And similar reasoning must be happening in the case of the relationship between the euro zone and China.

Otaviano Canuto, Former Vice President, the World Bank

China has been Brazil's largest trade partner for more than a decade, with bilateral trade hitting a record $150 billion last year.

The country has also reportedly announced the creation of a clearinghouse that will provide settlements without the US Dollar as well as lending in national currencies.

According to Brazil's Ministry of Finance, 25 countries are already making settlements with China in the Yuan.

Can Brazil be a partner in the de-dollarization trend?

I think that Brazil absolutely can be a partner in this. In fact, you know, Brazil has, before the Bolsonaro regime took power earlier in this decade, Brazil under Lula when he was president the first time that was when Brazil established BRICS. That is when, in fact, Brazil was leading the peace efforts through the UN in the Iraq War.

And now we have news that Brazil and China are going to present a peace plan for the Ukraine conflict between April 11 and April 15 of this month. So I think that with Lula as president of Brazil, Brazil is returning to its natural place as one of the most important countries in the world.

Let's remember that Brazil is one of the largest countries in the world. In fact, it is the maps that we have that greatly, you know, the Mercator map that we have greatly plays down the fact that Africa and Latin America are absolutely massive regions in the world.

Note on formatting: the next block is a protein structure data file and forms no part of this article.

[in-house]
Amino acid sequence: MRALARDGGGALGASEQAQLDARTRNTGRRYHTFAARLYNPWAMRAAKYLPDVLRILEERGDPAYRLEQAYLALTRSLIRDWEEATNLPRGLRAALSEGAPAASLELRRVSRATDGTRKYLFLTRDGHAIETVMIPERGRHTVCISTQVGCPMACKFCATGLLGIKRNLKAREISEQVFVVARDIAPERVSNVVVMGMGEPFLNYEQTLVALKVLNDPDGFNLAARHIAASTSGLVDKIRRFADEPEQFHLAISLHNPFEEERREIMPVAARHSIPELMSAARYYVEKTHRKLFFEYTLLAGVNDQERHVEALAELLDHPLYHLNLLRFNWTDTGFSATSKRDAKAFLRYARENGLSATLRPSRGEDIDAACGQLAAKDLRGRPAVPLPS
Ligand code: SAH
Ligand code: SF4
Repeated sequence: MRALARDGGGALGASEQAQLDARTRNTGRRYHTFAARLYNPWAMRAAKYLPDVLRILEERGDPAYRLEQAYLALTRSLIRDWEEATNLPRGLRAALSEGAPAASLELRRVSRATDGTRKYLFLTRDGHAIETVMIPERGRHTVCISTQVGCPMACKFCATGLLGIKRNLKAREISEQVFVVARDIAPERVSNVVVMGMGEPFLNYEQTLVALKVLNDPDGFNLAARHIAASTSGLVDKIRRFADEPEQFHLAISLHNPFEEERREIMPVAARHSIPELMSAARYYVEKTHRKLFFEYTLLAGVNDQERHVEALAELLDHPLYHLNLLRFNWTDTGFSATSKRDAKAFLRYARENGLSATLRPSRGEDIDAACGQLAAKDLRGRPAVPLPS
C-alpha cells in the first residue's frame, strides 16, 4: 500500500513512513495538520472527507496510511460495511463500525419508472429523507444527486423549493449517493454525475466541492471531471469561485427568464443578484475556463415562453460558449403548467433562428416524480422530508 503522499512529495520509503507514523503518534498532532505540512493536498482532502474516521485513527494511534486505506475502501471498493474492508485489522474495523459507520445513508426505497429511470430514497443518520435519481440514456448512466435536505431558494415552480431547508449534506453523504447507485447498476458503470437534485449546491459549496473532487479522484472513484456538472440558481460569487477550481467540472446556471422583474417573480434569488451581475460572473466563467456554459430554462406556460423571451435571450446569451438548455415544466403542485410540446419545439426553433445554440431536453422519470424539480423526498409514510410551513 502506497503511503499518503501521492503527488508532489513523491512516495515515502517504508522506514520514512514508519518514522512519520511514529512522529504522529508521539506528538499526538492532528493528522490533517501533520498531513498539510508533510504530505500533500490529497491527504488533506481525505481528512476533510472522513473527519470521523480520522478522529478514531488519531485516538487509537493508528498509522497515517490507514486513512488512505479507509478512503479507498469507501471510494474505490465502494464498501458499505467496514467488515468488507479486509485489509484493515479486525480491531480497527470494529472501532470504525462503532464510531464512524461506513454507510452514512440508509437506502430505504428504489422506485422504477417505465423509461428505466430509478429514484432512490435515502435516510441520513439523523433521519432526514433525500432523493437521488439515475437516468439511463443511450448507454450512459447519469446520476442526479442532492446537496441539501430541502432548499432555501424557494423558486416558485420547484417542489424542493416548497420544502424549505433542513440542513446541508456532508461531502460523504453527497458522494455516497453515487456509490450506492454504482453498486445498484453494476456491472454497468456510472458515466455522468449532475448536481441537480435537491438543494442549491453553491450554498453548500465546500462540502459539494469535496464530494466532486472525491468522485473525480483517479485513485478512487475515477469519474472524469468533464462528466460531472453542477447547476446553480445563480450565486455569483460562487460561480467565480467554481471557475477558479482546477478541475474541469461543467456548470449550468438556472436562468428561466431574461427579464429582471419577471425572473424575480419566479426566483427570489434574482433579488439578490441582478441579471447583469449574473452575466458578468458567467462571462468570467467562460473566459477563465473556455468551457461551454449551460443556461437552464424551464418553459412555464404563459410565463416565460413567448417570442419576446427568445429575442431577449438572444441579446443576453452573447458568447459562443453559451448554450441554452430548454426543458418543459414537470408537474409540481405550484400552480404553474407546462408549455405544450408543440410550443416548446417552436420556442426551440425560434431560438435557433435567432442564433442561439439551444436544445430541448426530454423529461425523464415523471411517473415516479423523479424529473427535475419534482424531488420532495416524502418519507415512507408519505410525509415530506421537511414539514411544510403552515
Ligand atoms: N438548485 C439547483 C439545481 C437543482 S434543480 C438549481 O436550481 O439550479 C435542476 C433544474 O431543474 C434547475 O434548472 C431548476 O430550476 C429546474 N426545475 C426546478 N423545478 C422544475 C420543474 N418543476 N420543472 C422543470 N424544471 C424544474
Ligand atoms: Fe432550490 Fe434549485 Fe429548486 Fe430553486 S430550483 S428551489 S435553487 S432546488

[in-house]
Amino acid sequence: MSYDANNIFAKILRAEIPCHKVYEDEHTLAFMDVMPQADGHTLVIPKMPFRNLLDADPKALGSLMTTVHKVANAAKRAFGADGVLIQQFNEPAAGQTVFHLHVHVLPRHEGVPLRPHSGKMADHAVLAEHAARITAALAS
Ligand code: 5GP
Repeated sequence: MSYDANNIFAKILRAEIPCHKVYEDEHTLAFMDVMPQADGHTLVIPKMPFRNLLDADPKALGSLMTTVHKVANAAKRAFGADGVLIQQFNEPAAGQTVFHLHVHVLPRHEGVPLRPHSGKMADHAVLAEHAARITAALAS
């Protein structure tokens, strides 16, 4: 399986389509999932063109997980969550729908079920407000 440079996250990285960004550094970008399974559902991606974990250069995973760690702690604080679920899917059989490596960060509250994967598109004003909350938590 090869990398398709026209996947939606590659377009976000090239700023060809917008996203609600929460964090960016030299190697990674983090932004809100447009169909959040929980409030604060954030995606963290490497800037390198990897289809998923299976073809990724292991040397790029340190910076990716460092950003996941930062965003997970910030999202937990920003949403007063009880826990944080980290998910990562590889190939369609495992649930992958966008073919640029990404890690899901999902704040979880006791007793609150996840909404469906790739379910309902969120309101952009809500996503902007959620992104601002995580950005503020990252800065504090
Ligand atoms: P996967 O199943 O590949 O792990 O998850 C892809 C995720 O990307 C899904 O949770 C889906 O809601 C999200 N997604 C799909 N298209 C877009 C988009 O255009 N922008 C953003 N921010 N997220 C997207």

Brazil is larger than the continental United States. It is a massive country with massive amounts of natural resources. It is a rich country, but it is a purposely underdeveloped country that has been at the foot of American imperialism for quite some time.

With Lula as president Brazil will go back on its track of becoming a more prominent and important country in international affairs and I do believe that Brazil can play a very important role in de-dollarization, because of that, because of Lula's ascendancy to the presidency again and the Brazilian people's decision to go in this way.

Bradley Blakenship, Journalist

Last year, Saudi Arabia and China announced that officials are in talks to price some of the Gulf nations’ oil sales in Yuan rather than dollars.

The two countries have been in discussions about Yuan priced oil contracts since at least 2016, but have advanced recently on the back of growing Saudi concerns over Washington's commitment to the kingdom's security.